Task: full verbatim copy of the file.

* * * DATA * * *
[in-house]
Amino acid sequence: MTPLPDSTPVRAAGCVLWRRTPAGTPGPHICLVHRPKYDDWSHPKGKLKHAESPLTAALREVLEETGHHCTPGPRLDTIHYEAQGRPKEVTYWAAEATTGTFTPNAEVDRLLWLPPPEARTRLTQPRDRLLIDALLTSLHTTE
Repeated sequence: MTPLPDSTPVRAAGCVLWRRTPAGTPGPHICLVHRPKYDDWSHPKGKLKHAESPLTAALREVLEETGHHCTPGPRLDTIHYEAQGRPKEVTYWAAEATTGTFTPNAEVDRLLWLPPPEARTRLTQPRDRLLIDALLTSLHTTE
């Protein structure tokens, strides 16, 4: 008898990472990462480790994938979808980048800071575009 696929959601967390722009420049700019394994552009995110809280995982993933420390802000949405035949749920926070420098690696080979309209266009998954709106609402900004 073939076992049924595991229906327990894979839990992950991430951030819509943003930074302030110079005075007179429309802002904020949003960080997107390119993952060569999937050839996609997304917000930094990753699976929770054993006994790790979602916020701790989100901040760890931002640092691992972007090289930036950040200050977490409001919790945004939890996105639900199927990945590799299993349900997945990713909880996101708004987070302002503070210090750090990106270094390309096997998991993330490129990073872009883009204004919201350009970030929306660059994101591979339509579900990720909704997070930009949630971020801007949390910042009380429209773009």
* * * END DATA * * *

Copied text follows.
[in-house]
Amino acid sequence: MTPLPDSTPVRAAGCVLWRRTPAGTPGPHICLVHRPKYDDWSHPKGKLKHAESPLTAALREVLEETGHHCTPGPRLDTIHYEAQGRPKEVTYWAAEATTGTFTPNAEVDRLLWLPPPEARTRLTQPRDRLLIDALLTSLHTTE
Repeated sequence: MTPLPDSTPVRAAGCVLWRRTPAGTPGPHICLVHRPKYDDWSHPKGKLKHAESPLTAALREVLEETGHHCTPGPRLDTIHYEAQGRPKEVTYWAAEATTGTFTPNAEVDRLLWLPPPEARTRLTQPRDRLLIDALLTSLHTTE
């Protein structure tokens, strides 16, 4: 008898990472990462480790994938979808980048800071575009 696929959601967390722009420049700019394994552009995110809280995982993933420390802000949405035949749920926070420098690696080979309209266009998954709106609402900004 073939076992049924595991229906327990894979839990992950991430951030819509943003930074302030110079005075007179429309802002904020949003960080997107390119993952060569999937050839996609997304917000930094990753699976929770054993006994790790979602916020701790989100901040760890931002640092691992972007090289930036950040200050977490409001919790945004939890996105639900199927990945590799299993349900997945990713909880996101708004987070302002503070210090750090990106270094390309096997998991993330490129990073872009883009204004919201350009970030929306660059994101591979339509579900990720909704997070930009949630971020801007949390910042009380429209773009």